From Wall Street Journal:
One of the losses that modern society feels most keenly is the loss of a sense of community. We tend to imagine that there once existed a degree of neighborliness that has been replaced by ruthless anonymity, by the pursuit of contact with one another primarily for individualistic ends: for financial gain, social advancement or romantic love.
In attempting to understand what has eroded our sense of community, historians have assigned an important role to the privatization of religious belief that occurred in Europe and the U.S. in the 19th century. They have suggested that we began to disregard our neighbors at around the same time that we ceased to honor our gods as a community.
This raises two questions: How did religion once enhance the spirit of community? More practically, can secular society ever recover that spirit without returning to the theological principles that were entwined with it? I, for one, believe that it is possible to reclaim our sense of community—and that we can do so, moreover, without having to build upon a religious foundation.
Insofar as modern society ever promises us access to a community, it is one centered on the worship of professional success. We sense that we are brushing up against its gates when the first question we are asked at a party is “What do you do?,” our answer to which will determine whether we are warmly welcomed or conclusively abandoned.
In these competitive, pseudo-communal gatherings, only a few sides of us count as currency with which to buy the goodwill of strangers. What matters above all is what is on our business cards. Those who have opted to spend their lives looking after children, writing poetry or nurturing orchards will be left in no doubt that they have run contrary to the dominant mores of the powerful, who will marginalize them accordingly.
Religion in Secular Life: A Proposal
Thomas Greenall & Jordan HodgsoA university alive to its true responsibilities would teach students about things like the tensions of married life, with books like ‘Anna Karenina’ and ‘Madame Bovary’ on the syllabus.
Given this level of discrimination, it is no surprise that many of us choose to throw ourselves with a vengeance into our careers. Focusing on work to the exclusion of almost everything else is a plausible strategy in a world that accepts workplace achievements as the main tokens for securing not just the financial means to survive physically but also the attention that we require to thrive psychologically.
Religions seem to know a great deal about our loneliness. Even if we believe very little of what they tell us about the afterlife or the supernatural origins of their doctrines, we can nevertheless admire their understanding of what separates us from strangers and their attempts to melt away one or two of the prejudices that normally prevent us from building connections with others.
Consider Catholicism, which starts to create a sense of community with a setting. It marks off a piece of the earth, puts walls up around it and declares that within their confines there will reign values utterly unlike the ones that hold sway in the world beyond. A church gives us rare permission to lean over and say hello to a stranger without any danger of being thought predatory or insane.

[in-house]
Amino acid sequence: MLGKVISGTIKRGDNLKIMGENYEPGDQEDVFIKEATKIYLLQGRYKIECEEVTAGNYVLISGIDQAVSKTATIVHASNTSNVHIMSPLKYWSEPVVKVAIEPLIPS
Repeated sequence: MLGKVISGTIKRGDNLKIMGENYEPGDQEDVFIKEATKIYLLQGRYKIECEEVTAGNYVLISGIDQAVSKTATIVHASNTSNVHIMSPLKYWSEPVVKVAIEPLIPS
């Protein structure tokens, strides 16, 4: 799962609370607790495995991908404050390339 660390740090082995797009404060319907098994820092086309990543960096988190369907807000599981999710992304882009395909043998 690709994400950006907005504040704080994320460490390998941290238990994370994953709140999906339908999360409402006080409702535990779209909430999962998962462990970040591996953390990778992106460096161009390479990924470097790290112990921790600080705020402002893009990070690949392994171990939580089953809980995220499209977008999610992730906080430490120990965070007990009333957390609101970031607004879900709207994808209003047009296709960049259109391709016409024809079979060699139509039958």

The composition of the congregation also feels significant. Those in attendance tend not to be uniformly of the same age, race, profession or educational or income level; they are a random sampling of souls united only by their shared commitment to certain values. We are urged to overcome our provincialism and our tendency to be judgmental—and to make a sign of peace to whomever chance has placed on either side of us. The Church asks us to leave behind all references to earthly status. Here no one asks what anyone else “does.” It no longer matters who is the bond dealer and who the cleaner.
The Church does more, however, than merely declare that worldly success doesn’t matter. In a variety of ways, it enables us to imagine that we could be happy without it. Appreciating the reasons why we try to acquire status in the first place, it establishes conditions under which we can willingly surrender our attachment to it.
It is the genius of the Mass to confront these fears. The building in which it is performed is almost always sumptuous. Though it is technically devoted to celebrating the equality of man, it often surpasses palaces in its beauty. The company is also enticing. As the congregants start to sing “Gloria in Excelsis,” we are likely to feel that the crowd is nothing like the one that we encounter at the shopping mall or the bus stop. We gaze up at the vaulted, star-studded ceiling and rehearse in unison the words “Lord, come, live in your people and strengthen them by your grace.” We leave thinking that humanity may not be such a wretched thing after all.
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